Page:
By  Updated on Fri Jun 15, 2012

Small Banks Face Big Problems from New Fed Rules on Capital

Small Banks Face Big Problems from New Fed Rules on Capital

U.S. bank executives are reeling this morning from the announcement last night that they must all, regardless of size, adhere to the international banking standards known as Basel III. The Fed’s announcement, which came well after U.S. markets closed, means every bank in the country must meet rigid standards on capitalization,  i.e., how much money they have in reserve to cover losses, by 2019.

The bad news for banks is that they must raise at least $60 billion in order to stay in business — about $50 billion for the 19 largest banks in the country and $10 billion for the smaller institutions, according to a report in The Financial Times.

The surprising news to many in the industry is that the Fed decided to impose the Basel III standards on even the smallest banks in the country. And many people in the industry, according to the Wall Street Journal, are now worried that numerous small institutions will be hard-pressed to survive.

Setting the bank-size bar so low will mean “a real wake-up call” for small banks, said Karen Shaw Petrou, managing partner of consultant Federal Financial Analytics Inc., Washington. She said many smaller banks will be “forced to confront yet another challenge to an already fragile business model.”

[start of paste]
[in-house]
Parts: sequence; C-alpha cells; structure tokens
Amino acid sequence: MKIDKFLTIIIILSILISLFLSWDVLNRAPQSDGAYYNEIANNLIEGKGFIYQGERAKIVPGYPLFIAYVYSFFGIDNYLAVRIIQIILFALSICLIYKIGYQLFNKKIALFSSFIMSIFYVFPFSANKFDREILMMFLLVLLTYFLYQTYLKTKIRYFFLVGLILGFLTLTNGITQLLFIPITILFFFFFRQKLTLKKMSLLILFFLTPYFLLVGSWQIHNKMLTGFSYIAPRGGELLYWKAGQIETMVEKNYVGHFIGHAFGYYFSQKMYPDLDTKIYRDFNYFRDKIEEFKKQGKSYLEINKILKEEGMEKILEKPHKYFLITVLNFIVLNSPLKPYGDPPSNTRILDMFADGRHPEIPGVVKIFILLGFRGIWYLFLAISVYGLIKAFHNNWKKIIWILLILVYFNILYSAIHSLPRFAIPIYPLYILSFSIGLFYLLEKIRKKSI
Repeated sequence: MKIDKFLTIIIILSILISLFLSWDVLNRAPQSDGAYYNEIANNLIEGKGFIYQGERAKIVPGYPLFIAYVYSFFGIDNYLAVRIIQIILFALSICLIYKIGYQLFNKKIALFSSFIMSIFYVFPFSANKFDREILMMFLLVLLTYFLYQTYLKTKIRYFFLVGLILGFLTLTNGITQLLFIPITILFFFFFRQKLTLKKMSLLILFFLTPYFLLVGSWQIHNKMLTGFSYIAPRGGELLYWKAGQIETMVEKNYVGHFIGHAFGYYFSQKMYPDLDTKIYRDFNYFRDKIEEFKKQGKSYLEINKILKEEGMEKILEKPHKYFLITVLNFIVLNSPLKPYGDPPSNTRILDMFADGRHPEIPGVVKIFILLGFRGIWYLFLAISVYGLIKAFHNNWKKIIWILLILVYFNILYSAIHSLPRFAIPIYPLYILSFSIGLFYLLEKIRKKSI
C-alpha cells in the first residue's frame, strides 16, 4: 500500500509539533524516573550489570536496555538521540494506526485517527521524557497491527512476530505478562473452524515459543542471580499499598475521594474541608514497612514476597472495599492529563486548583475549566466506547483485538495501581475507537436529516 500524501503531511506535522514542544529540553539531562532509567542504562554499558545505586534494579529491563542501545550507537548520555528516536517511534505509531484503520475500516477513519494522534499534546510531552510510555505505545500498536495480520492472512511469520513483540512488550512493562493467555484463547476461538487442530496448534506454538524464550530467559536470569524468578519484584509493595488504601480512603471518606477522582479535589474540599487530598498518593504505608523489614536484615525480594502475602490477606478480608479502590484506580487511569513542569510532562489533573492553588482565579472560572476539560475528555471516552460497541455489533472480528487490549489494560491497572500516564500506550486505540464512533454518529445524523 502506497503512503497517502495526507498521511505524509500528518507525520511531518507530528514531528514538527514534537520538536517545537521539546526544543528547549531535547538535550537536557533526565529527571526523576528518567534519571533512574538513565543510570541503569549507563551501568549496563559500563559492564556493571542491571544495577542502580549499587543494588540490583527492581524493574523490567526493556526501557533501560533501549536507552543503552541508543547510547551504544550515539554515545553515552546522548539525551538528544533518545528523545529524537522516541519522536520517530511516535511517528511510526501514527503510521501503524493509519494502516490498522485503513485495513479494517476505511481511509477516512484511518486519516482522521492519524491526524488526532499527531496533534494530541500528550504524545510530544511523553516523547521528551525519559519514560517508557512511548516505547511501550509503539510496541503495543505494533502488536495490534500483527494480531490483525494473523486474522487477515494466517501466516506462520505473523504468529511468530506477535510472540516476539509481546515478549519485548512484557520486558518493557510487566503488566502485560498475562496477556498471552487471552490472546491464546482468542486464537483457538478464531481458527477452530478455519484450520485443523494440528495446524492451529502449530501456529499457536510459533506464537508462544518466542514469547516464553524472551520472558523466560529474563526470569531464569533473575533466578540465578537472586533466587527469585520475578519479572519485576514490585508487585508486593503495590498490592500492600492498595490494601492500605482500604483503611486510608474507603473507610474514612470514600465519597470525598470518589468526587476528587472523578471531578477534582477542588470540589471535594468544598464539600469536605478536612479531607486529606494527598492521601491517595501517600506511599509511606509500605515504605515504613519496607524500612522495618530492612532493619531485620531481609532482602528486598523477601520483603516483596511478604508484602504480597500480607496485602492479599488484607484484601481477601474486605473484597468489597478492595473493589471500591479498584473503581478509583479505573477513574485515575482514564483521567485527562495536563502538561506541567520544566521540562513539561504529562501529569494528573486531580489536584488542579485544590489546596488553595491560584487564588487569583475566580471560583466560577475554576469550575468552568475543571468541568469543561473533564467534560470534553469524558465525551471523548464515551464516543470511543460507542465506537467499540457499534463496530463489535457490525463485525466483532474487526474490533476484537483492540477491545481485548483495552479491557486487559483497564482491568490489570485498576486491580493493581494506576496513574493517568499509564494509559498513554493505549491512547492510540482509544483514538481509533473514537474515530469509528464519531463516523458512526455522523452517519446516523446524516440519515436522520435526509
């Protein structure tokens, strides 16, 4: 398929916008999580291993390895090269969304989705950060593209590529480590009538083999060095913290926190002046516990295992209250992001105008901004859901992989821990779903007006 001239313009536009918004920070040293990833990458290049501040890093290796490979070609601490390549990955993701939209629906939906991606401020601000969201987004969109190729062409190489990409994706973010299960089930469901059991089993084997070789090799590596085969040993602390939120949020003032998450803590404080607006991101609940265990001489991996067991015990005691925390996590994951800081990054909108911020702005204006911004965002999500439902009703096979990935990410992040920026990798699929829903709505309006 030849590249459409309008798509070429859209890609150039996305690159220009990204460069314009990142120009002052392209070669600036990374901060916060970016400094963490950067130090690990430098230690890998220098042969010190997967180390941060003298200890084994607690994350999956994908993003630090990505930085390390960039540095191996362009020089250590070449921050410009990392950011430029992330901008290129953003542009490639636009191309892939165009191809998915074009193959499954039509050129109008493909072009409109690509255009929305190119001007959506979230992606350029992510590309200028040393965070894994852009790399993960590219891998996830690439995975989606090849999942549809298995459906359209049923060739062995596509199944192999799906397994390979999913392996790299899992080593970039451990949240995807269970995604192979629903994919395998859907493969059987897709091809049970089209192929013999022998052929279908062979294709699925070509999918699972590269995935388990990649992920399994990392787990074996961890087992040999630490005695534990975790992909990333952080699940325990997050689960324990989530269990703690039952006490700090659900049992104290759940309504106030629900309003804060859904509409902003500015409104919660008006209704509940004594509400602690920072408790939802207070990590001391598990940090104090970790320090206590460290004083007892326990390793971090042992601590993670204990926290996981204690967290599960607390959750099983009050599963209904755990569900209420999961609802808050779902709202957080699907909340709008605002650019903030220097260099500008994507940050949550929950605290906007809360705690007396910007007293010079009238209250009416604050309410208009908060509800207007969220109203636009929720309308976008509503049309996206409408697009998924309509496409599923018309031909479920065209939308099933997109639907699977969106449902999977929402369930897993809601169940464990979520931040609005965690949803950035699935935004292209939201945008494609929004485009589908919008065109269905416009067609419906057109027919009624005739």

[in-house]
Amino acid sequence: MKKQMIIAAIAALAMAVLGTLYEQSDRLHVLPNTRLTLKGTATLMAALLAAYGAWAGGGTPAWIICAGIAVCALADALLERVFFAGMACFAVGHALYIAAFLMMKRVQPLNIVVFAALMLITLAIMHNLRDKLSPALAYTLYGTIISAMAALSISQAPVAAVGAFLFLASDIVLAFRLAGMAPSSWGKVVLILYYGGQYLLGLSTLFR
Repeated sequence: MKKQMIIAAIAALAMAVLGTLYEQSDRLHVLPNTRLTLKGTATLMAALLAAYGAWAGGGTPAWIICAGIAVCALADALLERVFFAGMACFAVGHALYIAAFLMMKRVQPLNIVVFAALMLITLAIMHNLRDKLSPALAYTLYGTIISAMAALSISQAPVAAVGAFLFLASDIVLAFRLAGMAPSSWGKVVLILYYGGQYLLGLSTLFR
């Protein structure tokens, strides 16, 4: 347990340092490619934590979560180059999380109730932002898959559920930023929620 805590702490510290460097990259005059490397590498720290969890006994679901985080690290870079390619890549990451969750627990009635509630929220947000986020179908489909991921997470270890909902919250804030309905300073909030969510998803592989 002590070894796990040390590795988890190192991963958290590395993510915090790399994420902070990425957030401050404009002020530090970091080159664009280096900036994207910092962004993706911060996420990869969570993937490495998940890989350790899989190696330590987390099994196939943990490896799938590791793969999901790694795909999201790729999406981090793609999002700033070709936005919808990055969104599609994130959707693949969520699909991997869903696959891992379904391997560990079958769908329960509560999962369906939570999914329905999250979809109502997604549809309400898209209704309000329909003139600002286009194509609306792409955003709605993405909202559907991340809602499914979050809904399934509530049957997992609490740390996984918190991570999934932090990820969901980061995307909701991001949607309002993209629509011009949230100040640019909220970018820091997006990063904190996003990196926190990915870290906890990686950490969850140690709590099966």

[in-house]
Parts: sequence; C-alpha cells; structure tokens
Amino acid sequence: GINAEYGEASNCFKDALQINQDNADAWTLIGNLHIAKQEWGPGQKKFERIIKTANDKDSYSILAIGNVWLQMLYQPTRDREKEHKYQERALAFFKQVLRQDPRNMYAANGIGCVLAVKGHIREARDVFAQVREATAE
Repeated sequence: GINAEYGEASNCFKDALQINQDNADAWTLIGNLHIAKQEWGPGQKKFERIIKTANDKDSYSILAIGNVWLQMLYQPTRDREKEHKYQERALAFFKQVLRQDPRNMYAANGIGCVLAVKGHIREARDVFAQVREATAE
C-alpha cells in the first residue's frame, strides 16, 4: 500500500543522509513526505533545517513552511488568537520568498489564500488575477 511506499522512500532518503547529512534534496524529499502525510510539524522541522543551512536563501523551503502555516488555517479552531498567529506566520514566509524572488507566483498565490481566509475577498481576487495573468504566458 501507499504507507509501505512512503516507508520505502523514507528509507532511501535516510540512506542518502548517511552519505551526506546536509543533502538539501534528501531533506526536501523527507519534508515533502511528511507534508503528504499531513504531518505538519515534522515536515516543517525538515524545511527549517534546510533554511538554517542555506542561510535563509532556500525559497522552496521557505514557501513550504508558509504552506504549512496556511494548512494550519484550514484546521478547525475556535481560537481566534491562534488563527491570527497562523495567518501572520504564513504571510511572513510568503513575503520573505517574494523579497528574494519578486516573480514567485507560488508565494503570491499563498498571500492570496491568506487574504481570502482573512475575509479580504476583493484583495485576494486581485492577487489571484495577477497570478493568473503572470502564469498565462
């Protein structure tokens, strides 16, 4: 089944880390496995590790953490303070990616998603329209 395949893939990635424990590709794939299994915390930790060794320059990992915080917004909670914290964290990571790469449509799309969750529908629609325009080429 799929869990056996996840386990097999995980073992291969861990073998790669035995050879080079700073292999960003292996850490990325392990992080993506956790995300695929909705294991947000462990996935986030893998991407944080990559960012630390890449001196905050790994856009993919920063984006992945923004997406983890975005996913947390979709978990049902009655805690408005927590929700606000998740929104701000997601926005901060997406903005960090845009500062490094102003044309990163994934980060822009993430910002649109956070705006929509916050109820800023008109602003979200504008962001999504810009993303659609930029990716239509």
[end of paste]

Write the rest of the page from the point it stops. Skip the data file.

… Smaller banks could face “operational burdens” in implementing the rules, according to Fed governor Elizabeth Duke.

Some details on the new regulations are sketchy. Larger banks, for example, will probably face a capital surcharge of as much as 2.5 percent. But the exact wording of those rules is not yet available. But what is clear is that all banks in this country, despite the lobbying efforts by the industry, will face capital requirements similar to banks in other countries, according to Reuters.

The accord, which is to be phased in from 2013 through 2019, will require banks to maintain top-quality capital equivalent to 7 percent of their risk-bearing assets, about three times what they are required to hold under existing rules. The Fed proposal adheres to this standard.

 

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